Tuesday, July 24, 2012

The Silmarillion: Thirty Years On, a review

The 1977 publication of The Silmarillion was a singular event in fantasy fiction. I’m happy to stand corrected, but I can’t think of another book of foundational myths and legends about a fictional, secondary world published prior. But as I mentioned in my introduction to my series Blogging the Silmarillion it also left most critics puzzled, even put-out or angry. Expecting another The Lord of the Rings, many acted with bafflement, others with harsh criticism.

But in the subsequent 35 years opinion seems to be shifting. While it will never be as popular as The Lord of the Rings or The Hobbit, most fans of Middle-Earth view The Silmarillion as absolutely indispensable. Other genre fans do too, it seems. For example, in a recent vote of over 60,000 genre fans to determine the Top 100 Science Fiction and Fantasy books The Silmarillion checked in at no. 46, proving that it’s more than just a book for the JRRT fanboy.

As for Tolkien scholars The Silmarillion is a goldmine, bringing to life ancient ages of Middle-Earth that were previously only hinted at in poems and appendices to The Lord of the Rings, or in Tolkien’s personal correspondence. The Silmarillion provides us a startlingly new perspective on the workings of free will and fate in Middle-Earth, of the nature of evil, and the problem of death. It showed how Tolkien forged his world from Christian and Pagan influences, including the Old Testament, Celtic myth, and Norse legends. The Silmarillion introduced readers to the eldest days of Middle-Earth, including the “hows” of its creation and the “who” of its chief creator, along with its wide-ranging geography, both pre and post-cataclysm. It also opened a new window into Tolkien’s creative process, including his ingenious method of creating depth by layering “forgotten” texts and “historical” events and myths on top of each other, a technique that produced a three-dimensional world that feels real, and lived in. Soon the debates began about how much of the work was Tolkien’s own vs. that of his son Christopher, who finished and published The Silmarillion after his father’s death with the aid of fantasy fiction author Guy Gavriel Kay.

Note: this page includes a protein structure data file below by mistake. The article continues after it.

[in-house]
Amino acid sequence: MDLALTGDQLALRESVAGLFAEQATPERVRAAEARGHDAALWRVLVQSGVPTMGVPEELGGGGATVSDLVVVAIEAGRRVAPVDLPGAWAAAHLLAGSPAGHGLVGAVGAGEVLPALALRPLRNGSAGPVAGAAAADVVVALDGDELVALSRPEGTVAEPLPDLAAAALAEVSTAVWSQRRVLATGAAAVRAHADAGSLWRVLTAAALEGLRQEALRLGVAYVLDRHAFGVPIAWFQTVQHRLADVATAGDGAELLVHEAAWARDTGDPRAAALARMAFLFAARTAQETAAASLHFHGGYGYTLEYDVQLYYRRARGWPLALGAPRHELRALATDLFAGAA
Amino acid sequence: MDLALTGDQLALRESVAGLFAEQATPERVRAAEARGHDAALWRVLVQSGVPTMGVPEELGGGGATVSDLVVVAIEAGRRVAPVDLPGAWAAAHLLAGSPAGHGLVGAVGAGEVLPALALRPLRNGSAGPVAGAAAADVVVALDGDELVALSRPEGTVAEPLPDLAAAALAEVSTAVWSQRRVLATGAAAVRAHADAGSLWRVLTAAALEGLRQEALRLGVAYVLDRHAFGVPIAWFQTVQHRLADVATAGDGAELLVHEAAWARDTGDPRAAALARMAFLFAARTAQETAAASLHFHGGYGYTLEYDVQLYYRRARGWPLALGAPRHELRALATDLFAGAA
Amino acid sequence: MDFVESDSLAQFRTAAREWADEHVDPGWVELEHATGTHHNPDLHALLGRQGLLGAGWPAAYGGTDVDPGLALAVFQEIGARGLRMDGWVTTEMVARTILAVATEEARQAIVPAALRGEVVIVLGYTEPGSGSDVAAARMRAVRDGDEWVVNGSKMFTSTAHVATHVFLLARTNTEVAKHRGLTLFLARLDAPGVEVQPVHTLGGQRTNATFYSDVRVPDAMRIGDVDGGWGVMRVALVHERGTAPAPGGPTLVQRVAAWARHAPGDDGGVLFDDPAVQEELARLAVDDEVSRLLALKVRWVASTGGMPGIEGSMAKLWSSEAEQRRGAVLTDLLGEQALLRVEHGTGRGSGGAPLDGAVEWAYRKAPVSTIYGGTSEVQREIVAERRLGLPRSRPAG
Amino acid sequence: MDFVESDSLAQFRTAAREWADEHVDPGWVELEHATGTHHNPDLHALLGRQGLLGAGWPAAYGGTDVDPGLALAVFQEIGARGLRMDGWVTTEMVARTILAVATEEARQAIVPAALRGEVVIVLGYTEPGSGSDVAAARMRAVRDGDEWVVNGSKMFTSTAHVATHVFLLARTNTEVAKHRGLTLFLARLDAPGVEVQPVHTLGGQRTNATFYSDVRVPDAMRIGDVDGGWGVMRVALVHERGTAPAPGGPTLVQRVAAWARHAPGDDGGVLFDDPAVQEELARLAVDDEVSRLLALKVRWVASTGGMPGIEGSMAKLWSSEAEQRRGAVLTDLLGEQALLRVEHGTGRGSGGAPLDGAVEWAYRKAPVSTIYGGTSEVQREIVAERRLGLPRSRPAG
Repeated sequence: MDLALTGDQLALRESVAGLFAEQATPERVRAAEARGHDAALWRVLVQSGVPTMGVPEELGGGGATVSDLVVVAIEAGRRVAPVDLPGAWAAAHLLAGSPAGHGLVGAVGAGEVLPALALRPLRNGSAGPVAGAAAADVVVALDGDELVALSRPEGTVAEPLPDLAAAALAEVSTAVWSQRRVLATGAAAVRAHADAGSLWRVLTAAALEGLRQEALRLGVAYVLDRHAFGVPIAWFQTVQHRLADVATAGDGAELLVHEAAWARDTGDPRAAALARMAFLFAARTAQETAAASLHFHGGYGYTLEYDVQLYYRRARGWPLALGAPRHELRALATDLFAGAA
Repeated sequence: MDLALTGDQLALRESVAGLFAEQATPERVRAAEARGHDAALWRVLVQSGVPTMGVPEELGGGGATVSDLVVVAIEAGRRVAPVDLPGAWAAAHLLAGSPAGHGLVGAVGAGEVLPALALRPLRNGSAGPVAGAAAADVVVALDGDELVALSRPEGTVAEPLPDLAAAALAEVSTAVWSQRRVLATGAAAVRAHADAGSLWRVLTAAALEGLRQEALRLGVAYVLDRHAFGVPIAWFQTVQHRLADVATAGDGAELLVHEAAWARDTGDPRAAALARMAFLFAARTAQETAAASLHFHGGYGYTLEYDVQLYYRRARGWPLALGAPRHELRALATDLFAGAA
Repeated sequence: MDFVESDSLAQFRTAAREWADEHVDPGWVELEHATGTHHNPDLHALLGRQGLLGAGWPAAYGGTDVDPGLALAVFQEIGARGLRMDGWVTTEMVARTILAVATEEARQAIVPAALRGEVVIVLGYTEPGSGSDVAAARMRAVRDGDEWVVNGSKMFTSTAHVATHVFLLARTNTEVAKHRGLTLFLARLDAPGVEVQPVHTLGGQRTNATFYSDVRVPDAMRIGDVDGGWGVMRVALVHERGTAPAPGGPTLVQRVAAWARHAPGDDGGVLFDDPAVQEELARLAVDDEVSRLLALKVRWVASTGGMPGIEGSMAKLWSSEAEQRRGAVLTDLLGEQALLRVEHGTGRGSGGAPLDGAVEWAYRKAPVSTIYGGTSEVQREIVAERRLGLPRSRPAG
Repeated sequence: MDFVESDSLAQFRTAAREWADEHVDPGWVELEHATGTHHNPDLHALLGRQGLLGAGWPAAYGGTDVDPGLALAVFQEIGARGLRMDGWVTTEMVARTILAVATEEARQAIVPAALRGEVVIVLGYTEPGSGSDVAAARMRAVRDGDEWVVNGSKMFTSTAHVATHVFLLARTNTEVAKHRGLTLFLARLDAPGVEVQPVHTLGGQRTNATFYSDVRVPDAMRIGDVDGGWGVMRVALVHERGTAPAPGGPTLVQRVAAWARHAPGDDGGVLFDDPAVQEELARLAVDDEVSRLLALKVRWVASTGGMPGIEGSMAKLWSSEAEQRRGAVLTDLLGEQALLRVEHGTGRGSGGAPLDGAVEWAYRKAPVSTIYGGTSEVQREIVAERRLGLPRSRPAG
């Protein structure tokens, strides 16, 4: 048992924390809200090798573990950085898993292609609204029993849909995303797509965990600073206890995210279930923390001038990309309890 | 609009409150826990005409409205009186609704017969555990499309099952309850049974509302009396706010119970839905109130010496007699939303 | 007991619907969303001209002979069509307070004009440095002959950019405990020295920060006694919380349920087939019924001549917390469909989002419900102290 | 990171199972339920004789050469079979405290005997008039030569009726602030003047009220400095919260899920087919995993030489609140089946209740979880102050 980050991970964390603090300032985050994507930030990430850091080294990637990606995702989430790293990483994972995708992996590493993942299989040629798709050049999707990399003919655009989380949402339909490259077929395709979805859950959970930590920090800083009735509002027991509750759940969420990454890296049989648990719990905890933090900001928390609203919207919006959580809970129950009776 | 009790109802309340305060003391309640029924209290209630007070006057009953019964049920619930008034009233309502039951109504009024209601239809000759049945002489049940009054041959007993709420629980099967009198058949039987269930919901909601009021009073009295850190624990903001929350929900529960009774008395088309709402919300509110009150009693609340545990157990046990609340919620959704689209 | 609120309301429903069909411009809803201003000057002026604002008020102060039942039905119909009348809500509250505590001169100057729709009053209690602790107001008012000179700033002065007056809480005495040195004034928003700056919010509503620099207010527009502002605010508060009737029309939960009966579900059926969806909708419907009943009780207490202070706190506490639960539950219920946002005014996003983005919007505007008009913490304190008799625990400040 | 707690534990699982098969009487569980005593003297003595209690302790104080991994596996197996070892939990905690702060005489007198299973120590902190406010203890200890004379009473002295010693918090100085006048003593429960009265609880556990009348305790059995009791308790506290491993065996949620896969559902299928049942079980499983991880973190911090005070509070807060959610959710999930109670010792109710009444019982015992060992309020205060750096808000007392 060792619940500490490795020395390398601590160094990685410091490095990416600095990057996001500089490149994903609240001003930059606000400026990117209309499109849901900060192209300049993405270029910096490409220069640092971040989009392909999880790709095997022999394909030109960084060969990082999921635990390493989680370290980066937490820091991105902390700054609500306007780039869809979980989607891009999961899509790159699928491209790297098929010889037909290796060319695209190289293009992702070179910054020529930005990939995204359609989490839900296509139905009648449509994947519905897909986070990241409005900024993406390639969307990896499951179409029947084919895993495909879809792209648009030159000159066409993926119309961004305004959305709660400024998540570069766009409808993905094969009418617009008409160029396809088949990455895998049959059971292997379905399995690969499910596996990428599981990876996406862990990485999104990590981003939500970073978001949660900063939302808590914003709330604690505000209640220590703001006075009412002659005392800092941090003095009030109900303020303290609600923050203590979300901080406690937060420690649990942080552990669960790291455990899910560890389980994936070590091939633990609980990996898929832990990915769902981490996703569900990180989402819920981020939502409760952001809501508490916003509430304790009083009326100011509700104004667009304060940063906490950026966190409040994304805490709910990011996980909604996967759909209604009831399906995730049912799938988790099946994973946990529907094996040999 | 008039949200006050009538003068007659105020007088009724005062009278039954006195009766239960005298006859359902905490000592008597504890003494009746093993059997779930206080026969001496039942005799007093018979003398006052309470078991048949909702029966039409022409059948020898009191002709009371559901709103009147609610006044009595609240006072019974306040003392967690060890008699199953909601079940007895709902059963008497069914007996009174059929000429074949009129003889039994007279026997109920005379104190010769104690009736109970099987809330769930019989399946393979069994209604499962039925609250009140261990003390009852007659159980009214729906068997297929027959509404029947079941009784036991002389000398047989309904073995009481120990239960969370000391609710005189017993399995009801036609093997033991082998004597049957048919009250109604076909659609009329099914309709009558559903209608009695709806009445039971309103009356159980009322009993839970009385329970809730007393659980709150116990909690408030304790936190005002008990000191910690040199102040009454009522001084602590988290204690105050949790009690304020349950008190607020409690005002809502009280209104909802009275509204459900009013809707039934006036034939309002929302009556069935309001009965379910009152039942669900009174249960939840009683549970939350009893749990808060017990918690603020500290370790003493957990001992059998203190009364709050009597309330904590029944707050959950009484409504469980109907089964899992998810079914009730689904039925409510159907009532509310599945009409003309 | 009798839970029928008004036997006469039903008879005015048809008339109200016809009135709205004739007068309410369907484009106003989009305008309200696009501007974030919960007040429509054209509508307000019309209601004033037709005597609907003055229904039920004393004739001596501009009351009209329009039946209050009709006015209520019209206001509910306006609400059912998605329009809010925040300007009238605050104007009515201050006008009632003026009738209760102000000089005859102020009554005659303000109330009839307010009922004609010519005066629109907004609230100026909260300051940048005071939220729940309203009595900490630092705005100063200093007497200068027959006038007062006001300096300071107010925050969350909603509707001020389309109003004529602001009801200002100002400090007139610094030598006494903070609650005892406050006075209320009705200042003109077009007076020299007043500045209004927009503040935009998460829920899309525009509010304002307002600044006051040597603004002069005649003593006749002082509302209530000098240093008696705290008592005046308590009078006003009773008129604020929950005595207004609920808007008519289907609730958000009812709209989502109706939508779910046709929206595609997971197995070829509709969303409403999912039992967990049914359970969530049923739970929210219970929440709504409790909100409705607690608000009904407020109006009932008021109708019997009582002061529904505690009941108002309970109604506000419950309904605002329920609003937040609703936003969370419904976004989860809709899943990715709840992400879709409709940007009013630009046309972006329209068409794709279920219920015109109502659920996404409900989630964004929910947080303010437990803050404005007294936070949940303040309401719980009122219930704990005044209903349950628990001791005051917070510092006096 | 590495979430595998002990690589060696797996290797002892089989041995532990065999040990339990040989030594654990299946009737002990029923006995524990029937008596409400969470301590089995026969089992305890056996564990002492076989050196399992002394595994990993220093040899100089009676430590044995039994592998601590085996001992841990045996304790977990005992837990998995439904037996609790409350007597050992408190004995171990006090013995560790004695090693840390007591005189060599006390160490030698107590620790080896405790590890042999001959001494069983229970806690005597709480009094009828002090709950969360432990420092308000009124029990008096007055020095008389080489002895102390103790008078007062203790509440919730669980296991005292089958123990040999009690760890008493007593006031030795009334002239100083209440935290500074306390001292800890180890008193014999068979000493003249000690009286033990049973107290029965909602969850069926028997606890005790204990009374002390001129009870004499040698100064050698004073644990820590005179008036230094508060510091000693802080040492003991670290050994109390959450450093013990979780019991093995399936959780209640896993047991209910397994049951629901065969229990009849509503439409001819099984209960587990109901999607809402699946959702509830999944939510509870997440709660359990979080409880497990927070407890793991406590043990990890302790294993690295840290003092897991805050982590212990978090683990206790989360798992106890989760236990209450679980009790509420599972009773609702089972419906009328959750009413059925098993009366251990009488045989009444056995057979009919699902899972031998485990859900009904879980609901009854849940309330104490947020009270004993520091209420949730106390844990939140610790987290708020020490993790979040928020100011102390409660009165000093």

The incredible significance of The Silmarillion and the exciting new avenues it opened up are summed up in The Silmarillion: Thirty Years On (Walking Tree Publishers, 2007). This collection of six essays includes one previously published piece by Rhona Beare in a now out-of-print introduction to The Silmarillion, but it is completely rewritten for this book. The other five pieces are original scholarship.

Thursday, July 19, 2012

Six Sought Adventure: A Half-Dozen Swords And Sorcery Short Stories Worth Your Summer Reading Time

I’ve always enjoyed fantasy fiction in the short form. In an age when a typical series stretches seven-plus doorstopper sized volumes without the guarantee of an actual ending, it’s refreshing to take a quick dip into the pool of the fantastic rather than committing to a read akin to a trans-Atlantic journey in the age of sail.

 If you are new to the heroic fantasy/swords and sorcery genres the following six stories are fine stepping stones for further exploration, at least in my opinion. I’ve deliberately chosen stories written by authors not named Howard or Leiber; REH and Fritz are the best these genres have ever produced but there’s already plenty of ink spilled about them. I obviously have nothing but praise for “Worms of the Earth” or “Bazaar of the Bizarre” but I’m sure most of Black Gate's readers have very likely already read these stories, so I present these six instead.

To read the rest of this post, visit The Black Gate website.

Monday, July 16, 2012

A holy grail (of sorts) for fans of Tolkien and King Arthur

Sorry for the lack of posts of late, I sincerely hope to get back on a more regular schedule. But here is a bit of news worth sharing: According to this rather sparse, cryptic entry on Amazon.com France, Tolkien's previously unpublished poem "The Fall of Arthur" is planned for a May 2013 release.